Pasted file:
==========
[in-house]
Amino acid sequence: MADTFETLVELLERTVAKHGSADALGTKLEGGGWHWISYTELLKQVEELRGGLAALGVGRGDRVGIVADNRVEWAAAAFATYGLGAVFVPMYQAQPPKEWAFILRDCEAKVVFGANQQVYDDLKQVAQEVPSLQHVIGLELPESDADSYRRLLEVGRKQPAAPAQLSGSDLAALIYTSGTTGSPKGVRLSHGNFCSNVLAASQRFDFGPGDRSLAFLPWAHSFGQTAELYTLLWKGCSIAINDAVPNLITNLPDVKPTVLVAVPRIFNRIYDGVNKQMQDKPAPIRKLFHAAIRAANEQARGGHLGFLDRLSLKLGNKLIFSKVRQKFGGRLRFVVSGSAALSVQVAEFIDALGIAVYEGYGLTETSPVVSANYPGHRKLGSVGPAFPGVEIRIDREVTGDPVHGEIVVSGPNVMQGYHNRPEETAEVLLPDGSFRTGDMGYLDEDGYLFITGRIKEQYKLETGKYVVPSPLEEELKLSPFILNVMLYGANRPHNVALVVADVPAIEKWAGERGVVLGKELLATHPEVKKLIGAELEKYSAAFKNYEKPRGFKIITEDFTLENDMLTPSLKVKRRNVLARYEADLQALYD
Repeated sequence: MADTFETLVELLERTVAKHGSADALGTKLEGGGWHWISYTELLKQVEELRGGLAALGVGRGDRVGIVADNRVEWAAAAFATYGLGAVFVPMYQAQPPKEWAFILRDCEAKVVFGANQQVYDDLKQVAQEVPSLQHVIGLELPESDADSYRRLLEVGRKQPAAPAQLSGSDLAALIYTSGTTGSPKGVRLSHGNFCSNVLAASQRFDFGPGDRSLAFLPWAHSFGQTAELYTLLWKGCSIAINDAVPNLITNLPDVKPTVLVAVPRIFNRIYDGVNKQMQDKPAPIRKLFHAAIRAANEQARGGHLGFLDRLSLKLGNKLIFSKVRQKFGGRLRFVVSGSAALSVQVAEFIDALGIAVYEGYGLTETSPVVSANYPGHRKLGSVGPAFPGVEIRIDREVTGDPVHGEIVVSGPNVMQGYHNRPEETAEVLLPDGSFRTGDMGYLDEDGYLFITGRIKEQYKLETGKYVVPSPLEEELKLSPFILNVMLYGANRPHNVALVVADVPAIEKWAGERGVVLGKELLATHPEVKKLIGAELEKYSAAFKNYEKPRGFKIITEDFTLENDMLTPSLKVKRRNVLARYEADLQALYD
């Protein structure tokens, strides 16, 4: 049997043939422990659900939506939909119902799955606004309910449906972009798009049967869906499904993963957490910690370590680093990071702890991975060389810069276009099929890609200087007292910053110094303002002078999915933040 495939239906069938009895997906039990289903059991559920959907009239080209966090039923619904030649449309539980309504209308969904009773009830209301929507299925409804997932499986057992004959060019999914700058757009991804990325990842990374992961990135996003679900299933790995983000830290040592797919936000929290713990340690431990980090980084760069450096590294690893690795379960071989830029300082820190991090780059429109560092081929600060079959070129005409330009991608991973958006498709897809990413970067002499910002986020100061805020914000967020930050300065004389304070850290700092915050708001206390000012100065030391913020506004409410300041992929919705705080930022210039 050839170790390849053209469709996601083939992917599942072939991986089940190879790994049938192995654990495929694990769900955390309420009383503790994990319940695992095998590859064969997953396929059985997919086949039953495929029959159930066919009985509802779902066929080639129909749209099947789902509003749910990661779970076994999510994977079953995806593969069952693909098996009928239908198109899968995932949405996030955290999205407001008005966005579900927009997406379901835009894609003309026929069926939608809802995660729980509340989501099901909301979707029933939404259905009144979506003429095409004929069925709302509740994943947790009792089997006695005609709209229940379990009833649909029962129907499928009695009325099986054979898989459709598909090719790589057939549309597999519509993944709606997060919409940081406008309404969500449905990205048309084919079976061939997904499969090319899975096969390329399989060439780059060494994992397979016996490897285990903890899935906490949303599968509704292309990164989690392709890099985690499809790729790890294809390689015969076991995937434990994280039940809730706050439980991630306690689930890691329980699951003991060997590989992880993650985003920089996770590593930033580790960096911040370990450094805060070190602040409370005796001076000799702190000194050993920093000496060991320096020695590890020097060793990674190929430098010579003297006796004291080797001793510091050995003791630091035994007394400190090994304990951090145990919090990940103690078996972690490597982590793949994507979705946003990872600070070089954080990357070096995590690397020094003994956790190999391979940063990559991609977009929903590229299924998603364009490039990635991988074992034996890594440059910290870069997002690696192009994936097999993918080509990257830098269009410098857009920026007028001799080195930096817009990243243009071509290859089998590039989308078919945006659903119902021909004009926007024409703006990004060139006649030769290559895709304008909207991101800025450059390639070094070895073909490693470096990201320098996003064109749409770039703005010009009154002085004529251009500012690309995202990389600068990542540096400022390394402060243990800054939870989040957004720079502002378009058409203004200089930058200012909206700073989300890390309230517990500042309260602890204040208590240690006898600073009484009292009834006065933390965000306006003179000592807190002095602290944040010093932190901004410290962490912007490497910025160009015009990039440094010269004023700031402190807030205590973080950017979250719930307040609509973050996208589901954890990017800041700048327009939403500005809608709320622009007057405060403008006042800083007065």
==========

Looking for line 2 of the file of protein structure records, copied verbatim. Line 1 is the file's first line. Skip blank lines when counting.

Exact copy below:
Amino acid sequence: MADTFETLVELLERTVAKHGSADALGTKLEGGGWHWISYTELLKQVEELRGGLAALGVGRGDRVGIVADNRVEWAAAAFATYGLGAVFVPMYQAQPPKEWAFILRDCEAKVVFGANQQVYDDLKQVAQEVPSLQHVIGLELPESDADSYRRLLEVGRKQPAAPAQLSGSDLAALIYTSGTTGSPKGVRLSHGNFCSNVLAASQRFDFGPGDRSLAFLPWAHSFGQTAELYTLLWKGCSIAINDAVPNLITNLPDVKPTVLVAVPRIFNRIYDGVNKQMQDKPAPIRKLFHAAIRAANEQARGGHLGFLDRLSLKLGNKLIFSKVRQKFGGRLRFVVSGSAALSVQVAEFIDALGIAVYEGYGLTETSPVVSANYPGHRKLGSVGPAFPGVEIRIDREVTGDPVHGEIVVSGPNVMQGYHNRPEETAEVLLPDGSFRTGDMGYLDEDGYLFITGRIKEQYKLETGKYVVPSPLEEELKLSPFILNVMLYGANRPHNVALVVADVPAIEKWAGERGVVLGKELLATHPEVKKLIGAELEKYSAAFKNYEKPRGFKIITEDFTLENDMLTPSLKVKRRNVLARYEADLQALYD